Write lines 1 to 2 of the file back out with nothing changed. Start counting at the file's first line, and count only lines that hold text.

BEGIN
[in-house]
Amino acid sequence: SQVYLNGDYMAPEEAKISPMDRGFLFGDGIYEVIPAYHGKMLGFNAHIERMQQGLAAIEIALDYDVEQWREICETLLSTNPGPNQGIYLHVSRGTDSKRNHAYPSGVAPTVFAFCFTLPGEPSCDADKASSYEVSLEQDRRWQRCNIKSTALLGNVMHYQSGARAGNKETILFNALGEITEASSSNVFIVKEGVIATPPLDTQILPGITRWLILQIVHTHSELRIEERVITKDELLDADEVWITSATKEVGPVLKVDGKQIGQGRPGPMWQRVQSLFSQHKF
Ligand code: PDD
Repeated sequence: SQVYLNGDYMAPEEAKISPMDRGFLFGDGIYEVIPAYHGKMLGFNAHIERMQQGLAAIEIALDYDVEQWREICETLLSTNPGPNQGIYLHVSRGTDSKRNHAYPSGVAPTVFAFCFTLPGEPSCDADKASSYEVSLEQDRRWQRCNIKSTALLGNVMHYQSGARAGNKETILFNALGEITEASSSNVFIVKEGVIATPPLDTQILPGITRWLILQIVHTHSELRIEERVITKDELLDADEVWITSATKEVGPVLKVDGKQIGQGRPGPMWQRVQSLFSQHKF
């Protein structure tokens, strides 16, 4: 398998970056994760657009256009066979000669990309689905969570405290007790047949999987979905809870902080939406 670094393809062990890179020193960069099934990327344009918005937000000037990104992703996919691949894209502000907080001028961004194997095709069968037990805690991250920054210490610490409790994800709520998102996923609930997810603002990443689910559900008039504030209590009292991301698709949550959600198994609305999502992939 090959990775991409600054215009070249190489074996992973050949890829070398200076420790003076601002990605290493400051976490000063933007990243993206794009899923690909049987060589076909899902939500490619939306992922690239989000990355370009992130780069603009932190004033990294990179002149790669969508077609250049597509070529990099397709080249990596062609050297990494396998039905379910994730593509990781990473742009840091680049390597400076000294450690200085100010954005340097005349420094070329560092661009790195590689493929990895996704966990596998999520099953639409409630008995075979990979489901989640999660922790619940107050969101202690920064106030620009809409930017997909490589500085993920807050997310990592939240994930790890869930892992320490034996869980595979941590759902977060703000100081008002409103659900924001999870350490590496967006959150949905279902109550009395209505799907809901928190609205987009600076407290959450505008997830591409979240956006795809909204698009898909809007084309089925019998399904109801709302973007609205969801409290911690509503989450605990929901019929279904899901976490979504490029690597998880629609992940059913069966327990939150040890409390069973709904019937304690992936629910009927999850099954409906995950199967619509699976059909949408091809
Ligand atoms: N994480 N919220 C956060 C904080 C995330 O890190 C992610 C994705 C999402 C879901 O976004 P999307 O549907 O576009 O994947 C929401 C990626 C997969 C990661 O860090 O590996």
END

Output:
[in-house]
Amino acid sequence: SQVYLNGDYMAPEEAKISPMDRGFLFGDGIYEVIPAYHGKMLGFNAHIERMQQGLAAIEIALDYDVEQWREICETLLSTNPGPNQGIYLHVSRGTDSKRNHAYPSGVAPTVFAFCFTLPGEPSCDADKASSYEVSLEQDRRWQRCNIKSTALLGNVMHYQSGARAGNKETILFNALGEITEASSSNVFIVKEGVIATPPLDTQILPGITRWLILQIVHTHSELRIEERVITKDELLDADEVWITSATKEVGPVLKVDGKQIGQGRPGPMWQRVQSLFSQHKF